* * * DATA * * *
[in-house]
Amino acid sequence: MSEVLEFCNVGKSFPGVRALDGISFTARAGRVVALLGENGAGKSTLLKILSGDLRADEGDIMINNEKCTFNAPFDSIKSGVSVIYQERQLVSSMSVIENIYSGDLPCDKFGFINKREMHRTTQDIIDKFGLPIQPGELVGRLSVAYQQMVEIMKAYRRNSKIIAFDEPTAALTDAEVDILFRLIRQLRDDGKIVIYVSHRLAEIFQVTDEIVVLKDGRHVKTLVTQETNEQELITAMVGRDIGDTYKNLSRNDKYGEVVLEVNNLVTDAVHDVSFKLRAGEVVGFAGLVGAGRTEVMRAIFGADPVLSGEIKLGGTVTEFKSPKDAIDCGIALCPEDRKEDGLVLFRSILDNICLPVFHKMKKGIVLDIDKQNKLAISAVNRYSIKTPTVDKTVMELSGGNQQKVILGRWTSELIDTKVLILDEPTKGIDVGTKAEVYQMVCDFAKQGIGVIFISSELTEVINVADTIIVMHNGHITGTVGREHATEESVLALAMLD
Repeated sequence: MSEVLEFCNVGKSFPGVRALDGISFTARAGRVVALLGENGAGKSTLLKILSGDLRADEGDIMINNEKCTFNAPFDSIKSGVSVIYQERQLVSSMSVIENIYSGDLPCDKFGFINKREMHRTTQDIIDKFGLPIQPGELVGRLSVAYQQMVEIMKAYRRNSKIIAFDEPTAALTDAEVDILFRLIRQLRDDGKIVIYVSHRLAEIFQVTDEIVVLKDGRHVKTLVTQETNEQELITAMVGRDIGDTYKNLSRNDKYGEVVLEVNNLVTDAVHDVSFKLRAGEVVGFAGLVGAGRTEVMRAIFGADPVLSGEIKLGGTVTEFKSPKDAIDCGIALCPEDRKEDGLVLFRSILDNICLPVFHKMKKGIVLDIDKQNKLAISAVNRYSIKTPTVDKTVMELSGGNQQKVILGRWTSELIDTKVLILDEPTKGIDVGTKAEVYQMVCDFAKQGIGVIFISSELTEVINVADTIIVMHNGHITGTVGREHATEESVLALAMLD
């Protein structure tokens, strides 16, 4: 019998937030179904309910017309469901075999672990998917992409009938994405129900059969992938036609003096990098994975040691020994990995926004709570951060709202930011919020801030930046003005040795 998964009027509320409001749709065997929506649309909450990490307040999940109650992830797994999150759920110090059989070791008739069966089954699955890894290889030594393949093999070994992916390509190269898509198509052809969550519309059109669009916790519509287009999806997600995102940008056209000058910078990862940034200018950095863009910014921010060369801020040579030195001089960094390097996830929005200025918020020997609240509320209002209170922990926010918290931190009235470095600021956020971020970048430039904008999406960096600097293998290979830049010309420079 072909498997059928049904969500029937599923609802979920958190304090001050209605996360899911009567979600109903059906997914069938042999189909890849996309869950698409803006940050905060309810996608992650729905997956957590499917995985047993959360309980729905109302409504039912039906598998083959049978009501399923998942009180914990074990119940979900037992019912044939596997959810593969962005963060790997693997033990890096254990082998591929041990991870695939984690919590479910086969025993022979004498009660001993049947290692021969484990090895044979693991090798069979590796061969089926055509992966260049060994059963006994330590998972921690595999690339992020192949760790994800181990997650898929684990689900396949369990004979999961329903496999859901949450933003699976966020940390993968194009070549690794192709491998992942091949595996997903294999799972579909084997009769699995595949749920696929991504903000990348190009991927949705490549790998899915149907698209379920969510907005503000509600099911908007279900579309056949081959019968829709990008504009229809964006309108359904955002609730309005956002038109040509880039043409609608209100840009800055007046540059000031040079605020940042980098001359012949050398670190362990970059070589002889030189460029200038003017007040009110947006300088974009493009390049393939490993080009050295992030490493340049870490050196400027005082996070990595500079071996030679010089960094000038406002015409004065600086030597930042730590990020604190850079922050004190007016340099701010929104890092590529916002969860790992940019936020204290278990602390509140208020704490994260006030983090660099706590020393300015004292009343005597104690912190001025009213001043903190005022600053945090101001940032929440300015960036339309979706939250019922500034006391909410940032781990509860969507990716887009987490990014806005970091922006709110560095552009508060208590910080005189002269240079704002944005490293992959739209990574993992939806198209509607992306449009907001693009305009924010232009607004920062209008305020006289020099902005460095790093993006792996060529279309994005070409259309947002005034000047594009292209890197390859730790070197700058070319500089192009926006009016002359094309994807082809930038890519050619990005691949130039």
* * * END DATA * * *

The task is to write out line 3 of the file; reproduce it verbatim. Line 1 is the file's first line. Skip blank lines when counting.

Repeated sequence: MSEVLEFCNVGKSFPGVRALDGISFTARAGRVVALLGENGAGKSTLLKILSGDLRADEGDIMINNEKCTFNAPFDSIKSGVSVIYQERQLVSSMSVIENIYSGDLPCDKFGFINKREMHRTTQDIIDKFGLPIQPGELVGRLSVAYQQMVEIMKAYRRNSKIIAFDEPTAALTDAEVDILFRLIRQLRDDGKIVIYVSHRLAEIFQVTDEIVVLKDGRHVKTLVTQETNEQELITAMVGRDIGDTYKNLSRNDKYGEVVLEVNNLVTDAVHDVSFKLRAGEVVGFAGLVGAGRTEVMRAIFGADPVLSGEIKLGGTVTEFKSPKDAIDCGIALCPEDRKEDGLVLFRSILDNICLPVFHKMKKGIVLDIDKQNKLAISAVNRYSIKTPTVDKTVMELSGGNQQKVILGRWTSELIDTKVLILDEPTKGIDVGTKAEVYQMVCDFAKQGIGVIFISSELTEVINVADTIIVMHNGHITGTVGREHATEESVLALAMLD